Philipp Meyer has earned the number one spot on the June 2013 Indie Next List with his bold and compelling novel The Son (Ecco), which was praised by booksellers across the country.
The Son follows three characters, each a McCullough from the same Texas bloodline but of very different generations, as the landscape of America changes and develops over two centuries. Eli recounts his tale of being captured by Comanche Indians in the mid-1800s; Peter, his son, chronicles his time managing a wildly growing oil company while watching native Mexicans be forced off the land; and J.A., Eli’s great-granddaughter, reflects on her struggles to maintain the family’s power as its members die off.
More than just a McCullough family saga, The Son is about the American Dream as it is pursued by everyone setting foot on Texas soil.
BTW spoke with Meyer about his research process and the experiences he lived in order to write what Scott Kinberger of Books Inc. called “the best kind of historical fiction.”
BTW: The Son looks at a dark time in America’s history, when Indian and Mexican natives battled with white settlers to keep their lands. Peter is haunted by the massacre of the entire Garcia family, while Jeannie realizes that when JFK was assassinated, her Texas neighbors were still living with the memories of their parents being scalped by Indians. What prompted you to write about this period in history? How did you research the times and places portrayed?
Philipp Meyer: The book came together pretty gradually. It originally took place over maybe 75 or 100 years and focused much more on the present day, on about eight characters, including Jeannie’s grandsons, who did a lot of philosophizing about their legendary ancestors. Peter’s sections are set during the so called “bandit wars” of 1915-1918 in South Texas; the massacre of the Garcia family is based on a number of similar incidents. In fact, killings of Mexican Americans in this time period was so common that the major newspaper of the area — the San Antonio Express — stopped reporting them. While there were definitely casualties on both sides, it’s not a proud moment in Texas history.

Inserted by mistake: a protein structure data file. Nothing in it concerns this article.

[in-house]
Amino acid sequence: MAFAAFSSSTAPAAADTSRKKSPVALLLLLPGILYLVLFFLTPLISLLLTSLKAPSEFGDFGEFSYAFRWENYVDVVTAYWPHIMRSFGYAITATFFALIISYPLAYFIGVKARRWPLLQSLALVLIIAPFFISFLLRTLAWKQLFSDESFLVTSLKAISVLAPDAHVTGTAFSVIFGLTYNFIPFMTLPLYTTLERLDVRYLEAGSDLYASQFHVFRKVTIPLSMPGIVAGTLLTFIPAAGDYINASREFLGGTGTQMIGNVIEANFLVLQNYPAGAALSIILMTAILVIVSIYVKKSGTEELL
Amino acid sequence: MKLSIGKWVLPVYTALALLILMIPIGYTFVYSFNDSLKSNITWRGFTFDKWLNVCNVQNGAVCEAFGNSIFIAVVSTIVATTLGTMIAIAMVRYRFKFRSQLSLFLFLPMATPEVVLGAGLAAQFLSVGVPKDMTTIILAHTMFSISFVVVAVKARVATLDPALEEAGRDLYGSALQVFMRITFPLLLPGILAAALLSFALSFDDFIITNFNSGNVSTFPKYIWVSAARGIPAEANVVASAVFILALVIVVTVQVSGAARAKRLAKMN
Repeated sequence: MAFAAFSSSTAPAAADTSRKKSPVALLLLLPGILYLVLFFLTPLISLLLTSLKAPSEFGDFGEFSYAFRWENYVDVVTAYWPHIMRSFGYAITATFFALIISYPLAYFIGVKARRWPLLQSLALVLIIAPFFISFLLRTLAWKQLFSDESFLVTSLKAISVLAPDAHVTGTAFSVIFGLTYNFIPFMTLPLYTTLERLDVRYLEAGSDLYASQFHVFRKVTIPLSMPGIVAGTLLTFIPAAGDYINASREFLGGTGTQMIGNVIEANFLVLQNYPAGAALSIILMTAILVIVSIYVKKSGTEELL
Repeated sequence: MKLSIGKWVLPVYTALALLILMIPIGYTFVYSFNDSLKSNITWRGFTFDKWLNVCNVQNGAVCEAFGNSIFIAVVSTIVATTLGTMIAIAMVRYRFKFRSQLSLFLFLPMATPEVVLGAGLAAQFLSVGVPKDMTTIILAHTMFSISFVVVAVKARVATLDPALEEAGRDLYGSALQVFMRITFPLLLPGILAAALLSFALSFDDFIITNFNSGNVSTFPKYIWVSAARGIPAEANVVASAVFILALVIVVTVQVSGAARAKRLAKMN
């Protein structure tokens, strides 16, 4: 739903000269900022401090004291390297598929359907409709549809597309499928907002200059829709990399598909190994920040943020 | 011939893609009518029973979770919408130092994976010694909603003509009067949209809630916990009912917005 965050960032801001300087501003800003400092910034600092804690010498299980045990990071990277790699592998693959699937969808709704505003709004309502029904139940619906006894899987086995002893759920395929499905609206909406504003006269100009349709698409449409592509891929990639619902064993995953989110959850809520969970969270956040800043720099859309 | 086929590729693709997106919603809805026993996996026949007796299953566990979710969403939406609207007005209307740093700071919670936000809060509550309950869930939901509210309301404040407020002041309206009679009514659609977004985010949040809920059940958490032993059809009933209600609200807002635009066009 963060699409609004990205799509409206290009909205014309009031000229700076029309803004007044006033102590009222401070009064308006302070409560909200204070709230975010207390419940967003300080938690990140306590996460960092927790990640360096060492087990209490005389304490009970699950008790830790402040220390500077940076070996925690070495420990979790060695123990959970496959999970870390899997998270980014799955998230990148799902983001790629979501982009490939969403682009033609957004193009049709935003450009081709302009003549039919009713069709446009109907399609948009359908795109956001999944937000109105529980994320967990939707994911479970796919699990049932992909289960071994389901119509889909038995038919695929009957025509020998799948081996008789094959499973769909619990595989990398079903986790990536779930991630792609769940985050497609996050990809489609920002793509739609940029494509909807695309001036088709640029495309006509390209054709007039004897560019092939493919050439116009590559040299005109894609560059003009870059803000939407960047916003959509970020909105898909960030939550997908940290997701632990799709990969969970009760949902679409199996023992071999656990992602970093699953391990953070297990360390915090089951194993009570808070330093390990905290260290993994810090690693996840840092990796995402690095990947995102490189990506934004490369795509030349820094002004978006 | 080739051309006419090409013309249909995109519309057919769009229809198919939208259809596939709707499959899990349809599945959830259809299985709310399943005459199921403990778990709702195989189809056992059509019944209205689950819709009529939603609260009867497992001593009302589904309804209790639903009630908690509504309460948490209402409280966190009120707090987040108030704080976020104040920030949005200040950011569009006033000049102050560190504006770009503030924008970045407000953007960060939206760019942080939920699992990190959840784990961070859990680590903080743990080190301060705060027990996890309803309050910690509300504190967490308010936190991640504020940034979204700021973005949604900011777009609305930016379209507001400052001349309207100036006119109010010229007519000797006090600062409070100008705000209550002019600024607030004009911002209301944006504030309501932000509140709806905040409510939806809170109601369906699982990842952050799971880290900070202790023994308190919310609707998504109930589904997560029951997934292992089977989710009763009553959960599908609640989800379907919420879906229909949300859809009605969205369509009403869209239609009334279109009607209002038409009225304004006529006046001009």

The Eli sections came last. I had been working on the book for about two and a half years and it just wasn’t working — it was Peter and J.A. and other characters reflecting on the frontier mythology. I realized that in order for that to work, I needed to do some myth making to go along with the commentary; hence Eli’s character.
As for the research, I did it pretty gradually, and piecemeal, basically as need dictated. Over the course of the five years it took to write the book, I read at least 350 books on everything from Texas wildcatters to Native American plant use to primitive bow building; every book I could find on the Comanches, also on Plains Indian captives; dozens of books on the native plants of Texas; various archeological reports, oil company reports, etc.
I also took weeks of animal tracking classes and spent a month at Blackwater (the private military contractor) learning combat skills and soaking up the warrior culture for the sections on both the Comanches and the early Texas Rangers. I taught myself to bowhunt and killed several deer, ate them, and tanned various deer hides. I shot two buffalo (whose meat was destined for restaurants and grocery stores), and because the Plains tribes sometimes did it for survival purposes, I drank a cup of warm blood from the neck of one of the animals. I also spent months in the woods, mountains, and deserts of Texas — I slept outside, hiked, or hunted almost everywhere the book takes place, taking careful notes on and pictures of all the plants and animals I saw and then comparing them to the historical record.
BTW: After Eli is captured by the Comanche Indians, he learns how to dissect an animal to utilize its organs and hide, to craft bows and arrows for hunting and war, about tracking animals and people, and how to participate in the Comanche lifestyle, including the murder and raiding of other tribes and whites. How did you learn so much about the Comanche way of life? Why is it that Eli, once returned to his world, can never shake the instincts he developed as a Comanche?
PM: I read a lot of books on Comanche life, most of which, it should be pointed out, are written by whites. The Comanche I interviewed were very friendly, but also a bit reserved with their secrets, which is their right.
As far as the details of everyday life back then, it was quickly clear to me that book knowledge wasn’t quite enough — I would have to learn a lot of those skills myself. So I either taught myself or took classes to learn those skills — from bow-making to plant gathering to how to start a fire with two sticks or build a warm shelter from nothing.